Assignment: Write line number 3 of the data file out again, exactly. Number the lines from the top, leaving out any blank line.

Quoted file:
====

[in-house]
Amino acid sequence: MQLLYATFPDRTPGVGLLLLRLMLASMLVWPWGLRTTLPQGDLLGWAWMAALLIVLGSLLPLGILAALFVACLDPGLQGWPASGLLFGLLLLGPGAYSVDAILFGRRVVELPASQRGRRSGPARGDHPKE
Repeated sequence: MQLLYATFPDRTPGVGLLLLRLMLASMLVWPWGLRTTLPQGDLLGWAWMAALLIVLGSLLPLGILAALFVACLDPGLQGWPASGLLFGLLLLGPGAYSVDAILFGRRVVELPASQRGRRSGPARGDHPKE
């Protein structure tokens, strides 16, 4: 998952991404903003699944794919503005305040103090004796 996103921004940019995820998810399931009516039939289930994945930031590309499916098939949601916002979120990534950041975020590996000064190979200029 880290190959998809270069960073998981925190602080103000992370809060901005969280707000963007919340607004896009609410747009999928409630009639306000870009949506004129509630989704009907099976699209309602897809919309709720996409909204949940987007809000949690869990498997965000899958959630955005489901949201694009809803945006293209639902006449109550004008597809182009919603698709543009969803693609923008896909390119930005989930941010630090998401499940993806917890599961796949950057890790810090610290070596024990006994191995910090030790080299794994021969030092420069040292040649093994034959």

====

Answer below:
Repeated sequence: MQLLYATFPDRTPGVGLLLLRLMLASMLVWPWGLRTTLPQGDLLGWAWMAALLIVLGSLLPLGILAALFVACLDPGLQGWPASGLLFGLLLLGPGAYSVDAILFGRRVVELPASQRGRRSGPARGDHPKE